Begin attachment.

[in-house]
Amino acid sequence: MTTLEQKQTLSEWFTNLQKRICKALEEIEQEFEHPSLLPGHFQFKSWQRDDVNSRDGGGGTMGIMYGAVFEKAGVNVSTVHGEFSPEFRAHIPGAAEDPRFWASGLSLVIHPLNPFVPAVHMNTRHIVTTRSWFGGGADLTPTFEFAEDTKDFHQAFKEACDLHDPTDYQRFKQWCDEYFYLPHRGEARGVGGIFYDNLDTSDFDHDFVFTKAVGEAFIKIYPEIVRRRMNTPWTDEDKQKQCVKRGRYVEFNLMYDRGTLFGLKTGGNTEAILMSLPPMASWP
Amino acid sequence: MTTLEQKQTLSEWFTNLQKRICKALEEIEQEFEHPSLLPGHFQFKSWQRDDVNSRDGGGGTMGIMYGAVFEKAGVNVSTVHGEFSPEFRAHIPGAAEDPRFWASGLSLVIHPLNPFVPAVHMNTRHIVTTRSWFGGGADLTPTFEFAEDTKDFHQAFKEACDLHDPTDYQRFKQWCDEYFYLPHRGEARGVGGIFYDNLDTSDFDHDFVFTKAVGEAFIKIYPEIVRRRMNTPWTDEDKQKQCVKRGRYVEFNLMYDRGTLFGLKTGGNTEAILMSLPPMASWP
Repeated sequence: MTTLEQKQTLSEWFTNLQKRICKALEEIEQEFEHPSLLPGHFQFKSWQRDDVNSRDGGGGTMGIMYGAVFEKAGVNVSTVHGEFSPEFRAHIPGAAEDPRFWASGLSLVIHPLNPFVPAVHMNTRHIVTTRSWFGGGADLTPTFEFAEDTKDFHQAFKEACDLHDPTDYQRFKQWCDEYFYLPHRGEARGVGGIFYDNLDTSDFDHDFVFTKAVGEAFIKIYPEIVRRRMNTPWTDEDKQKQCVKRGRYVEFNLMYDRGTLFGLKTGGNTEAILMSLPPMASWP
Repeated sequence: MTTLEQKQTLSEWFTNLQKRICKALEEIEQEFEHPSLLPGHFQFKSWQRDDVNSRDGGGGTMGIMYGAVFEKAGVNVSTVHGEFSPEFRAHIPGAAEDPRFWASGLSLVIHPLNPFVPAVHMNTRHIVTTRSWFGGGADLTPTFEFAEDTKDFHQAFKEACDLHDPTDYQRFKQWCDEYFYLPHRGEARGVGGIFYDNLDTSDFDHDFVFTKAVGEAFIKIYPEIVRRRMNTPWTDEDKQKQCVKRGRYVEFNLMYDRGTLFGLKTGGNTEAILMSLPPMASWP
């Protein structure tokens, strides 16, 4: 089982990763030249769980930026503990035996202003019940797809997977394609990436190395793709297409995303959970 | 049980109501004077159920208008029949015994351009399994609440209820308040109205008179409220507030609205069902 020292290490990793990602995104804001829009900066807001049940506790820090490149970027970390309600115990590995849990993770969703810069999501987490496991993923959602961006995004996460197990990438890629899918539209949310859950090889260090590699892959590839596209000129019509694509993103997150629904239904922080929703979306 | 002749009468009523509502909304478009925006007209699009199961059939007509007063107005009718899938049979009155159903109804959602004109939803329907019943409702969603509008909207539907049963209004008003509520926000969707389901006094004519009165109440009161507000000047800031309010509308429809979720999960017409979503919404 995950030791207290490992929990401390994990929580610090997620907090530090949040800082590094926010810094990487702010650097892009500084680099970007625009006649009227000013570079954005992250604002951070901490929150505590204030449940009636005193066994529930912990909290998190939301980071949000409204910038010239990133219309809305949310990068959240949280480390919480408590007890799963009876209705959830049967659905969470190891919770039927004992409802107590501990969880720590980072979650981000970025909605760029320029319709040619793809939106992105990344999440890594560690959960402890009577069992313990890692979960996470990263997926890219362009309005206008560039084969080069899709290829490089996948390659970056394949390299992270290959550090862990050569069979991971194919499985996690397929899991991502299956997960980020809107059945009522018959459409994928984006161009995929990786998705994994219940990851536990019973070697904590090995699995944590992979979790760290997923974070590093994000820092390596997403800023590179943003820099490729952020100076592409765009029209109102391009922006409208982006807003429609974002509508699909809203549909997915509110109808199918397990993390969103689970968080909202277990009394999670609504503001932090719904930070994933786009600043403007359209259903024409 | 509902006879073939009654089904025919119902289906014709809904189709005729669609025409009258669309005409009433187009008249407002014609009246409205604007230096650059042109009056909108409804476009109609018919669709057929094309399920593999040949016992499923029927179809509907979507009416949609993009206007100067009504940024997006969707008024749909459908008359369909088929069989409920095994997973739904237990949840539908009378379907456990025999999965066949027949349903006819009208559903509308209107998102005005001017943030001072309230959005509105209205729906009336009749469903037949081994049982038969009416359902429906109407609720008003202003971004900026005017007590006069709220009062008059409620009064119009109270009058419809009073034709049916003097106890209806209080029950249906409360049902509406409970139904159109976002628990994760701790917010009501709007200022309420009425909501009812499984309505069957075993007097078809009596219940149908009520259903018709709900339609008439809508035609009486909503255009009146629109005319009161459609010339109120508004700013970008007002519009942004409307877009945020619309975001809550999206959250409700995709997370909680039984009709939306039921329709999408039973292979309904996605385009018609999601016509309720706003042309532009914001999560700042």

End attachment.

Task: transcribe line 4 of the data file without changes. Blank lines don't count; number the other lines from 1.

Repeated sequence: MTTLEQKQTLSEWFTNLQKRICKALEEIEQEFEHPSLLPGHFQFKSWQRDDVNSRDGGGGTMGIMYGAVFEKAGVNVSTVHGEFSPEFRAHIPGAAEDPRFWASGLSLVIHPLNPFVPAVHMNTRHIVTTRSWFGGGADLTPTFEFAEDTKDFHQAFKEACDLHDPTDYQRFKQWCDEYFYLPHRGEARGVGGIFYDNLDTSDFDHDFVFTKAVGEAFIKIYPEIVRRRMNTPWTDEDKQKQCVKRGRYVEFNLMYDRGTLFGLKTGGNTEAILMSLPPMASWP